The U.S. Men’s National Team remembers the last match against Costa Rica. In some ways, it feels like ages ago, even if it’s been just a few short months since the 4-0 battering in San Jose. It was Jurgen Klinsmann’s swan-song, the end of an era and the start of a new one right as World Cup qualifying got into a real swing.
Now, less than a year later, the USMNT has a different coach and a vastly different mindset ahead of Saturday’s Gold Cup semifinal. The main goal remains the same as the U.S. pushes on towards the Gold Cup finale but the message remains clear: the USMNT remembers that loss and everything that came in its aftermath.
Bruce Arena wasn’t anywhere near that loss back in September, but as current USMNT boss, he’s the man tasked with leading this current group towards a tournament finale. Costa Rica, in many ways, will be the toughest test the U.S. has faced in the tournament thus far. Los Ticos are significantly better than the El Salvador team that the U.S. took down on Wednesday, but Arena insists his group is ready for the challenge ahead.
“They are a very good team, with a very good defensive record,” Arena said of Saturday’s opponent. “All things indicate it will be a low-scoring game. Certainly the U.S. would do very well to get an early goal, or to get the first goal in the game.
“At the most there are only two games remaining in this tournament so now it doesn’t matter if somebody’s tired. I do think we have an advantage where we should be fresher than a lot of the teams that remain. Whether that is a factor or not remains to be seen.”
The USMNT boss has a point. He’s frequently been able to rotate his side, pushing new faces and familiar veterans into and out of the lineup throughout the tournament. He took advantage of the maximum of six replacements following the group stage. In total, 27 different players have started for the USMNT throughout a four-game run to the tournament semifinal.
Does that type of rotation come at the expense of chemistry? Sure, and Arena admits it. With so many new faces and so much change for each and every game, rhythm is a luxury and chemistry hasn’t always been easy to come by. Arena says he expects to go with a bit more familiarity for the semifinal and final, should the USMNT advance.
That said, he’s had little problem with what he’s seen. There have been bumps in the road, sure, but the tournament has largely gone to plan thus far.
“Just to let you know we’ve scored the most goals in this tournament,” Arena said, “so we’re not that bad in the attack. Move the ball well, find your advantages on the field and try to capitalize.
“You put a group of players on the field that have played a little bit together and can figure things out. They’ll find ways to create chances.”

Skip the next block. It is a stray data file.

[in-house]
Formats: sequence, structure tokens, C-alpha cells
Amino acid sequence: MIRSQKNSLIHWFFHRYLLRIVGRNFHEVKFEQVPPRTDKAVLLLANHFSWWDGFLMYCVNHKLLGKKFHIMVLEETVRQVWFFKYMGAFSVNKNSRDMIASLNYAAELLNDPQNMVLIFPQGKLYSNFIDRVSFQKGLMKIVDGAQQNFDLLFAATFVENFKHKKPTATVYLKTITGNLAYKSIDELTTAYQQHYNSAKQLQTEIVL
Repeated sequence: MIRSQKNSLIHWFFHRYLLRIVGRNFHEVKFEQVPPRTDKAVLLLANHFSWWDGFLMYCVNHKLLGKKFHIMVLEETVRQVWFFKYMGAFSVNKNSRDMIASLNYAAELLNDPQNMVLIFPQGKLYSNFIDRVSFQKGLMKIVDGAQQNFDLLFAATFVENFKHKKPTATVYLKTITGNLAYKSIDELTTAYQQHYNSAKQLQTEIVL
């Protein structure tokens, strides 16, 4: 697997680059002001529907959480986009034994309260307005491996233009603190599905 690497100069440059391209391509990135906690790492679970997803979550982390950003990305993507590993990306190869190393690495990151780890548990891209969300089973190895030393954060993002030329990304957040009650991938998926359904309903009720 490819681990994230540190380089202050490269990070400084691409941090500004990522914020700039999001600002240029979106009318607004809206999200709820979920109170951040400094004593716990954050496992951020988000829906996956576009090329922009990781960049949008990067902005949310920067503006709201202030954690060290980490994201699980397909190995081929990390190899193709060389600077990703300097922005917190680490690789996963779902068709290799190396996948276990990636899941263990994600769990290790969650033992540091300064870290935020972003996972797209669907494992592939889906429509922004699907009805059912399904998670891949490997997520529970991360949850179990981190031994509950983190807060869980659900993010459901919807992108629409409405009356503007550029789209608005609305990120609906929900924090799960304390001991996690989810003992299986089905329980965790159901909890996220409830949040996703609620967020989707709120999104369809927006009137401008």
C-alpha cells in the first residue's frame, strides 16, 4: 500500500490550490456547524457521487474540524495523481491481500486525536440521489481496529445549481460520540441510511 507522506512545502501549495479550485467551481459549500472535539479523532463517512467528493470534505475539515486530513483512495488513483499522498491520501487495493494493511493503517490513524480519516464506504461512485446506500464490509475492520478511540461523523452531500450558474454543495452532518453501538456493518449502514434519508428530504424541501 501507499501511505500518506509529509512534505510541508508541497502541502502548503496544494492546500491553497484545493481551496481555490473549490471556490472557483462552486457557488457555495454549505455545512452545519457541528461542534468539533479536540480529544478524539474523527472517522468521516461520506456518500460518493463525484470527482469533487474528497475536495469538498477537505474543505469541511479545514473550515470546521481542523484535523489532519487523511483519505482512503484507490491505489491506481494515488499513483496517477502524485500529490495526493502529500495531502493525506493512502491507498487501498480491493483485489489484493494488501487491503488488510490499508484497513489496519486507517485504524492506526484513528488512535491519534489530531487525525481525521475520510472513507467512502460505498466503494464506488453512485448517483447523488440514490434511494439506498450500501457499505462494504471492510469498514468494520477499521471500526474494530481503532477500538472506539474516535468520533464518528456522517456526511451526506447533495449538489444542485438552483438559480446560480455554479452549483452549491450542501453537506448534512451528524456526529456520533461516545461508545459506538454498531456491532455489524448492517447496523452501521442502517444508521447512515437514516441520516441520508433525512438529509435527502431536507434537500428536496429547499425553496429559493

Costa Rica, meanwhile, is dealing with issues of their own. Bryan Oviedo, Joel Campbell and Cristian Gamboa returned to Europe following the group stages, depriving Los Ticos of several of their primary stars. Johan Venegas left too following a knee injury, returning to Minnesota United and further limiting a Costa Rica attack that needed an own goal to advance past Panama. There are still weapons, like Bryan Ruiz and Marco Urena, and both will need to step up to break down the USMNT defense.
The defense, though? Spectacular. Los Ticos have allowed just a single goal throughout the tournament. MLS veteran Kendall Waston was called in after the group stage to join the team, which also features Minnesota United’s Francisco Calvo and former Columbus Crew and current Palermo defender Giancarlo Gonzalez.
“I think, to their credit, they have a set way they play regardless of the players that are not available,” Arena said. “Well known, their back three or back five, however you want to describe it. The attack, with this team, is highlighted with Ruiz, obviously a very good player. (Urena) has done well as a striker. The back line is strong with Gonzalez, (Johnny) Acosta and Waston. Experienced players in the midfield, so overall a real good team.”
The USMNT will need to look better than they did against El Salvador if they hope to take down that real good team. There’s no room to sleepwalk through the opening stages of the game. They can’t afford to botch set pieces or hand Costa Rica chances with bad giveaways.
If the USMNT can take care of business, a tournament finale awaits, and a chance to put to bed any lingering doubts remaining from last September’s defeat.
“We’ll go one game at a time,” Arena said, “and see what (Saturday’s) game looks like, and the outcome and all of that.”